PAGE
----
Decades later, grad gets his name on academic award

A Thresher Award from the 1960s, etched with the name Shingo Kajinami, and the subject area, Creative Writing

Almost 60 years after the fact, Shingo Kajinami of North Newton has his name on a cherished Bethel College award.

Kajinami is a retired professor of chemistry at McPherson College. He and his wife, Kathy, recently moved to Kidron-Bethel Village in North Newton after decades of living in McPherson.

Shingo Kajinami graduated from Bethel in 1965 with a degree in chemistry. But he also took other courses to earn his liberal arts degree, including creative writing with Christine Miller.

A short story he wrote earned praise and a high grade and is what he believes led her to nominate him for the highest Bethel academic award given to a graduating senior, the Thresher Award.

Kajinami grew up in Osaka, Japan’s second-largest city. Although he was interested in pursuing chemistry early on, he also wanted to learn and improve his English, so he took extra classes at a local YMCA.

While there, he told one of his teachers that he dreamed of studying in America. The teacher knew a Bethel graduate – Kajinami can’t remember the name – and from what he’d heard about Bethel, it was a good place to go.

“He told me, ‘They don’t drink, smoke or dance there. It’s an excellent school – they are serious about their studies.’

“I didn’t know anything else about Mennonites, and nothing about America or Kansas, except cowboys and Indians from movies. That was kind of scary.”

He applied to Bethel among other schools, and when he was accepted, he decided to go.

“The Mennonites [I met] were so helpful and kind. During school breaks, people would invite me to stay with them. Student friends would take me home with them.”

One of those was Barry Hieb of Henderson, Neb. Barry’s parents, Dr. Bill Hieb and Sally Hieb, considered Shingo their fifth son, he says.

His chemistry professors, Dr. Ronald Rich and Dr. Robert Schmidt, were also important, he says. Schmidt pointed him in the direction of Schmidt’s own graduate school alma mater, the University of Oklahoma, where Kajinami earned a doctorate in biochemistry.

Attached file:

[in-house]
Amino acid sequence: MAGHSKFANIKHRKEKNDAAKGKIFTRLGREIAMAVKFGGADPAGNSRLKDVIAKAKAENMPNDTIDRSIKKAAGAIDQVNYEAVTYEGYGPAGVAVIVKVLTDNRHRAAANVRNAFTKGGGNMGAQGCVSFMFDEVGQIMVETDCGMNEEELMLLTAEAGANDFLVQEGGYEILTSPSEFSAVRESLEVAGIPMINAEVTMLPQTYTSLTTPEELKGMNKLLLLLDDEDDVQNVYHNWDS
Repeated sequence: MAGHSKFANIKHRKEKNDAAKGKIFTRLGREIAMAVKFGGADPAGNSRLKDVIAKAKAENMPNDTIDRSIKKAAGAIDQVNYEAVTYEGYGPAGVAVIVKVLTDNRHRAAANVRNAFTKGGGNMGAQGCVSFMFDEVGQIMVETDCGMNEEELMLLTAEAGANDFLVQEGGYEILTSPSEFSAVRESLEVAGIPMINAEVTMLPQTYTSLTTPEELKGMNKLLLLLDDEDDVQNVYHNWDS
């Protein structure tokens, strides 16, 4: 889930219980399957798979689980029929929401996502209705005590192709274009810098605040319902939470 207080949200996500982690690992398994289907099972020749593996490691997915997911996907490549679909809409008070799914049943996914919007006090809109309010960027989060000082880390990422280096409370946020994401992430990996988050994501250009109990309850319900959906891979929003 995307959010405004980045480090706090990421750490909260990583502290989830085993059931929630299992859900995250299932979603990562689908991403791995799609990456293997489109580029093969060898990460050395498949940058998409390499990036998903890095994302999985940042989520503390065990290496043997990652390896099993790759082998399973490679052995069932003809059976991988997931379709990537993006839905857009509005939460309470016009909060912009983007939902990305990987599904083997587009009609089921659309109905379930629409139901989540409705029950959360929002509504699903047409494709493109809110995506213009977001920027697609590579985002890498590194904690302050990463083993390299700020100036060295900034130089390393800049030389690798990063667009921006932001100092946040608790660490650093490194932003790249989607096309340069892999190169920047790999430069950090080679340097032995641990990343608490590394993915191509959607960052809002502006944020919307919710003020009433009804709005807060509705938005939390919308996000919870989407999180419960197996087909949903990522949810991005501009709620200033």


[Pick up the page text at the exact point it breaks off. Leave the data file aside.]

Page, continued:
After three years at Bethel, Kajinami decided to do a year of service with Mennonite Central Committee in Germany.

He needed one semester to finish his degree and it turned out to be pivotal. He met Kathy Peters, a Bethel student from Walton, Kan. And he took the writing class with Professor Miller.

He was told he had been awarded the Thresher. But it was mid-school year and he was going back to Japan.

He got his physical award. Seniors in Bethel’s Industrial Arts program made them from wood and milled the small metal threshing stones.

But etching the names on the awards had to be outsourced, and there wasn’t time to do it before Kajinami left the country.

So for the next almost six decades, the award came with him as he went to graduate school in Oklahoma, got married to Kathy and lived in New Jersey, Illinois and finally McPherson.

Earlier this year, when the Kajinamis moved to North Newton, they came to the Bethel campus to see who might be able to help get Shingo’s Thresher Award personalized.

Denise Krase, the assistant in the academic dean’s office, connected them with Adam Akers, physical plant director, who is now in charge of making Thresher Awards each year.

And now Shingo can proudly display his Thresher with his name and the award area evident for all to read.

Bethel is a four-year liberal arts college founded in 1887 and is the oldest Mennonite college in North America. Bethel ranks at #23 in the U.S. News & World Report rankings of “Best Regional Colleges Midwest” for 2023-24. Bethel was the first Kansas college or university to be named a Truth, Racial Healing and Transformation (TRHT) Campus Center, in 2021. For more information, see